For a cool Wellington family, work is an extension of home.
Working where we live is a concept many of us have had to get used to over the past few years.
But it’s second nature to Wellington hairdressers Sophia and Teal Mau, who’ve spent 14 years living behind their salon. The first place was in Boulcott Street, on the fringes of the capital’s CBD, where they turned a former office building into a boutique hairdressing salon in the front and a two-bedroom apartment with an interior courtyard to the rear.
Then, after 14 years of inner-city living, the couple and their daughter Lola, now 10, longed for a lawn and vege garden, so they decamped to an Eastbourne villa, which they then renovated over three years.
And that could well have been the end of their housing story. But Teal, who also works as a real estate agent, has an eye for property, and when a 200sqm space in the heart of Wellington came up for sale in 2017, they jumped at it.
“We loved living in a house but missed the buzz of the city,” adds Sophia, who has worked alongside her husband in their various ventures for 23 years.
“I’m always on the lookout for the next thing,” admits Teal, who came to New Zealand in 1977 as a Cambodian refugee, and stepped into the public spotlight in 2017 when he and Sophia appeared on TVNZ cooking programme My Kitchen Rules. They placed third overall, winning over judges with delicious Cambodian food based on Teal’s mother’s recipes.
When Teal spotted this compact space, it was in a less than ideal condition. “It had been a computer shop for years, and before that we think it was a furniture shop,” he says. “No one had ever lived here.” They could, however, see beyond the office-style interior and the lack of earthquake strengthening, both of which could be fixed. What appealed were the high ceilings, the warm interior and the location, across the road from Te Papa and a stone’s throw from Wellington’s waterfront.
Built in 1907 as a warehouse, the space also boasted thick brick walls, which meant that even though it was close to Courtenay Place’s party zone and tucked next to a busy restaurant, noise was kept to a minimum.
The couple signed on the dotted line in late 2017 and immediately moved into construction mode. The bulk of the work involved earthquake strengthening, which took around six months, and then they ripped into making the space their own.
“We had three weeks to get it done because we needed to get the salon open,” says Teal, who has owned five Wellington salons at various times.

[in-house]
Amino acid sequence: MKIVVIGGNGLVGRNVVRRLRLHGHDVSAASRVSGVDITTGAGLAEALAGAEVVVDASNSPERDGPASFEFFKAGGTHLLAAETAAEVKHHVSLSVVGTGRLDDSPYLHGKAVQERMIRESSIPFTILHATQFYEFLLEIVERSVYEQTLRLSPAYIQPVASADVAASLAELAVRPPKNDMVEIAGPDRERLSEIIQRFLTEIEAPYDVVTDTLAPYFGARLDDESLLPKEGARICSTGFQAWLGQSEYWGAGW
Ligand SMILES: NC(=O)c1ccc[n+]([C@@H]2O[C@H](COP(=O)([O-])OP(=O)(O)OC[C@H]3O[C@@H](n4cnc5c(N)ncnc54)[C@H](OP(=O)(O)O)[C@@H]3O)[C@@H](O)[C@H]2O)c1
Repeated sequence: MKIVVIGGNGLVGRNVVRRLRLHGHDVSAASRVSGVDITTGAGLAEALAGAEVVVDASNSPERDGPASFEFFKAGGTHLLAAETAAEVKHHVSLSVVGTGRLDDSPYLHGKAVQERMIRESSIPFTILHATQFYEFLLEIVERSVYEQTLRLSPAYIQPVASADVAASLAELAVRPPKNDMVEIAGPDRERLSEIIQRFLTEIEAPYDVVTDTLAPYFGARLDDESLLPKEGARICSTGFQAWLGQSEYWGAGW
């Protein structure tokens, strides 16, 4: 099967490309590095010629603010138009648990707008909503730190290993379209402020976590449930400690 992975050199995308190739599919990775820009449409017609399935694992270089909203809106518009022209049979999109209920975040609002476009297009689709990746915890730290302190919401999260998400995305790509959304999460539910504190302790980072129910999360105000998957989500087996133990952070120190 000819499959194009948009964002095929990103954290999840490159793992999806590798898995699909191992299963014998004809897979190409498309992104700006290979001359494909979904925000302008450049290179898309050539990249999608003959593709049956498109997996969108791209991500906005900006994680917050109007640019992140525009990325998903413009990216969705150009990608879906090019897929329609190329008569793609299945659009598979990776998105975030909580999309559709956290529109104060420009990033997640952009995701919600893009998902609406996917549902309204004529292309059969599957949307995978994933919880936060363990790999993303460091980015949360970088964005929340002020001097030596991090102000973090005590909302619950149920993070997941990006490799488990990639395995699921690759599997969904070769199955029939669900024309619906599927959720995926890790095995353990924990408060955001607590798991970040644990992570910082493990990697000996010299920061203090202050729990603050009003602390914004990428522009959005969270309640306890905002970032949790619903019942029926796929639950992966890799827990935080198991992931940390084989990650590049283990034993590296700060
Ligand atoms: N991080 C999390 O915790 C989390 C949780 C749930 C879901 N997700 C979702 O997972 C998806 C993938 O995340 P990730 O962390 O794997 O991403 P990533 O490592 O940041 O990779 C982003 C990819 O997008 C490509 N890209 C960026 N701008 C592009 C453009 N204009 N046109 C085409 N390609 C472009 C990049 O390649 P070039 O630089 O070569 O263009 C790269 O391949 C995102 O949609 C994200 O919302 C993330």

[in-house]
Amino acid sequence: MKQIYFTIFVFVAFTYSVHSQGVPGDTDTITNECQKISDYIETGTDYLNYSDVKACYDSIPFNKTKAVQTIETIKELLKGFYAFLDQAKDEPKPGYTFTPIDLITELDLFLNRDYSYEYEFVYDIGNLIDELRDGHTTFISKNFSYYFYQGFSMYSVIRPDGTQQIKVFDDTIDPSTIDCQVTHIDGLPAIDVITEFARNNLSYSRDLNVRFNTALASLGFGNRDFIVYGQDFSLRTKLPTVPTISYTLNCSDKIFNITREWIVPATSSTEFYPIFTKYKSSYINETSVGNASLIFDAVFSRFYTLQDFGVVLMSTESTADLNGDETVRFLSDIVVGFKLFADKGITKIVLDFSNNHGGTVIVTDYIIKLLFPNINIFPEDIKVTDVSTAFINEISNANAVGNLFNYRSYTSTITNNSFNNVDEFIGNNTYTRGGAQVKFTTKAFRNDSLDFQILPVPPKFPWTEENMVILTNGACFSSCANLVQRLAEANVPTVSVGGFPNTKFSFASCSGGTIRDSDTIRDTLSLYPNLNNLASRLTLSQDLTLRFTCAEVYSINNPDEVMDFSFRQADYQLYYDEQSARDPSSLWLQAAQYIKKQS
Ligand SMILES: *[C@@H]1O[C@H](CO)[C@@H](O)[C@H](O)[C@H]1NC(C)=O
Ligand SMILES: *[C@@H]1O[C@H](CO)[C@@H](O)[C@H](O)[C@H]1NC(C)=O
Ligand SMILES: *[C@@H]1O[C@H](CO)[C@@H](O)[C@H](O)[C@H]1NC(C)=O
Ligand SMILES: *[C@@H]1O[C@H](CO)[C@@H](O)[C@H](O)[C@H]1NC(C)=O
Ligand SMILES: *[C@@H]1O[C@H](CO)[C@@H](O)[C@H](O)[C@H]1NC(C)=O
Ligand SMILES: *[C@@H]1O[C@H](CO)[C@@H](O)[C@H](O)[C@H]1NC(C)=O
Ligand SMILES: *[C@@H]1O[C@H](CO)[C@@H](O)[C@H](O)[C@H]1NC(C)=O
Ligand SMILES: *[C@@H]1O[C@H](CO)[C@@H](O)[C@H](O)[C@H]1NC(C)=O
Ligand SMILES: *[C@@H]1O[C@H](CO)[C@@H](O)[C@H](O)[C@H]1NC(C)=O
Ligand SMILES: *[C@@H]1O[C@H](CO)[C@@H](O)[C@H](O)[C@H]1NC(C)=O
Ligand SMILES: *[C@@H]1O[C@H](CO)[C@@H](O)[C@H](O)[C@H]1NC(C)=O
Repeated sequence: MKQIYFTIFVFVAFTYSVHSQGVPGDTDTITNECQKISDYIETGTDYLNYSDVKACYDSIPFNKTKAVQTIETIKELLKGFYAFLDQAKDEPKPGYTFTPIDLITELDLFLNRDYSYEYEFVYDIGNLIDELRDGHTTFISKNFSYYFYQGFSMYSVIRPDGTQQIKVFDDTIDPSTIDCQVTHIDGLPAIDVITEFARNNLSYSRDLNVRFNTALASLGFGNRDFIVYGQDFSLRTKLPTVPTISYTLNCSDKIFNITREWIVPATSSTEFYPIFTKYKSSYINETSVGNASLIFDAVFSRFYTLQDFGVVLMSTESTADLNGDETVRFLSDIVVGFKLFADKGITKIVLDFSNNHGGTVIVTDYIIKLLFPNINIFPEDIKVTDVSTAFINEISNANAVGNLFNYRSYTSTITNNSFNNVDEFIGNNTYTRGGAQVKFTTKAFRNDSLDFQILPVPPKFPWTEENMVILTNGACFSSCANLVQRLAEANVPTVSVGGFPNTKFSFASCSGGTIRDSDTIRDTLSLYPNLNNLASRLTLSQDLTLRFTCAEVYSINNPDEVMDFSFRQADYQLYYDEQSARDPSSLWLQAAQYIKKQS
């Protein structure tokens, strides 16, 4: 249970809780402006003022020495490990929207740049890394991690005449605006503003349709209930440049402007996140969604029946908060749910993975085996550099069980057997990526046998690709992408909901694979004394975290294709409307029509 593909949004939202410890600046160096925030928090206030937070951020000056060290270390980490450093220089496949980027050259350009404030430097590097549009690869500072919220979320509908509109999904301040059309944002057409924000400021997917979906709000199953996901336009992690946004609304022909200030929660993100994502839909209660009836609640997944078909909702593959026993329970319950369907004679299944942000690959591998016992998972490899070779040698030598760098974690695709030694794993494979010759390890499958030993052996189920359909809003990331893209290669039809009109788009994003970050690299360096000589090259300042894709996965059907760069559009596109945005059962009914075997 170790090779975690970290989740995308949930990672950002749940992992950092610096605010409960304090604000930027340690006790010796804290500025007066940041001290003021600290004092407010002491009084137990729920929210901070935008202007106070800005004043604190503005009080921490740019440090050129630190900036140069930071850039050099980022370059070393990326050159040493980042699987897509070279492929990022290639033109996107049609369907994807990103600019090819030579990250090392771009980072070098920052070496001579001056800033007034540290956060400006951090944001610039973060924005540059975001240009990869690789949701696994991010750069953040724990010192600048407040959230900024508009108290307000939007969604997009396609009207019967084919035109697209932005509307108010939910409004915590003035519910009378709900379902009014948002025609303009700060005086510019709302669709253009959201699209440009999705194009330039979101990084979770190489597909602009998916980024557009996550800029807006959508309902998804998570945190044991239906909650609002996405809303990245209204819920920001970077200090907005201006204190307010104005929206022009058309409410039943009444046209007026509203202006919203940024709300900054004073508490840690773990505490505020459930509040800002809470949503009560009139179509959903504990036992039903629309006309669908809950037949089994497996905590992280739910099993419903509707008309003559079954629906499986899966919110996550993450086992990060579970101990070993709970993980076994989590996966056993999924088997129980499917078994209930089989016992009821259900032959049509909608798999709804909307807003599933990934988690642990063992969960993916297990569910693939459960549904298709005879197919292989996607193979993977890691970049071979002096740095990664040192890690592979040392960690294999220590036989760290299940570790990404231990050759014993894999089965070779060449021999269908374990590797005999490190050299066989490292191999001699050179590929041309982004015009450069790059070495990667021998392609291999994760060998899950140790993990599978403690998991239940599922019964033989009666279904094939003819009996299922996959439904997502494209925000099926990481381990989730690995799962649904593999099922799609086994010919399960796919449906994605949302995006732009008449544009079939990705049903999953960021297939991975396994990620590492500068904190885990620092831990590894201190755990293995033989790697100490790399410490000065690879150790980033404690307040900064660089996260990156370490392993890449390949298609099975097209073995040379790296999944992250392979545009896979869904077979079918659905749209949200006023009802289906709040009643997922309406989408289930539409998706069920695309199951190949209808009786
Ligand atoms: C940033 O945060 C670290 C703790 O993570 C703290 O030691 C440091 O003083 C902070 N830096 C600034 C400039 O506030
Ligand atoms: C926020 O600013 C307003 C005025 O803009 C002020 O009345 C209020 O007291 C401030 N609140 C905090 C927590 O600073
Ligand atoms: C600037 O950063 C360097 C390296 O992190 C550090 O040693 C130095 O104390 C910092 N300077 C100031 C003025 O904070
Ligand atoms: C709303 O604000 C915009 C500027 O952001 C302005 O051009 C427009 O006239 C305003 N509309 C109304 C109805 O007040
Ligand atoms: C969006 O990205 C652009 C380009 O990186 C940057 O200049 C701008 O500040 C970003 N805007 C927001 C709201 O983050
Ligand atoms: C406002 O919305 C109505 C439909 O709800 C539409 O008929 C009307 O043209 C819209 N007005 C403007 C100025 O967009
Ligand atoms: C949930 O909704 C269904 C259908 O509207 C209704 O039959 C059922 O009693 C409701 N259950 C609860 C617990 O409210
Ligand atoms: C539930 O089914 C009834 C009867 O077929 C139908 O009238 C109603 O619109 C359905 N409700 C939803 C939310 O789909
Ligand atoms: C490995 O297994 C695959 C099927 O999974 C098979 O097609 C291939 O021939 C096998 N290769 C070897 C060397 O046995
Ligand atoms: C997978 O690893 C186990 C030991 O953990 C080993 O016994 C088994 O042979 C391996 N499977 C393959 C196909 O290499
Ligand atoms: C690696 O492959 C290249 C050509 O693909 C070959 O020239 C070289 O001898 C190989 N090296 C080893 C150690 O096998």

The biggest challenge was opening up the space and removing several walls to create a workplace with two chairs, a basin and shelving for haircare products.
They then added a wall to separate their living quarters from the salon and carved out two bedrooms and a living room. Their builder, Junior Teau, constructed the wall from marine ply, adding detailing to the wood to provide texture.
It made financial sense to keep the kitchen where it was and renovate it, and this now serves as both the family’s kitchen and a refreshment centre for clients.
The couple also retained the original bathroom, adding a black claw-foot bath that Sophia bought from Plumbline. “It’s so heavy it took six men to carry it in,” she says.
Daughter Lola’s room is in the front, and behind that is the main bedroom. The couple decided to forgo built-in wardrobes in favour of contemporary open rack and shelving systems, which they bought from Nood.
The bulk of the remaining furniture and fittings have followed the family from previous homes. That includes a retro lamp that Teal found in a vintage shop years ago. “They told me it wasn’t for sale but I kept going back until finally they sold it to me.”
This is a couple who know and like good art, and they’ve filled their apartment with a carefully curated selection of works. An oil painting in the living room, for example, is by artist Elizabeth Janse and was bought at auction by Teal when he lived in Sydneynin the 1990s. One of the most striking artworks is a large photo of the couple in the dining room, above an extendable table from Nood.
Another of many artistic talking points is a striped black and white mural that adorns the entrance’s curved wall. Dutch artist Jan van der Ploeg, who has since returned to Amsterdam, spent several painstaking days on site completing it.
The marine ply walls in the salon create the perfect blank canvas for a collection of classic mid-century prints by Vladimir Tretchikoff, which are enjoyed by both the family and clients.
Patterned wallpaper from Resene provides a counterpoint to the ply walls, and a soft-as-butter vintage tan leather sofa came from Teal’s lawyer’s office. “I always said to my lawyer that if they were ever redecorating, I would love to have the sofa that was in their reception area,” Teal says. “As luck would have it, a few years later my lawyer called me and said they were getting rid of it and did I want it?”
Although they’re happy with their renovated home and workspace, this enterprising couple say it might not be their forever home.
“We’re always on the lookout for the next thing, so watch this space,” says Teal, laughing.
Teal and Sophia’s tips for working at home
We’ve done this for almost two decades now and our key learning is to have a disciplined routine every day.
Having a well-balanced schedule is also important, so we have work time and family time. Once we close the salon doors at night, it’s family time.
We also love to surround ourselves with beautiful and nostalgic things. Clients are often inspired and reminded of their childhood while they’re in the salon.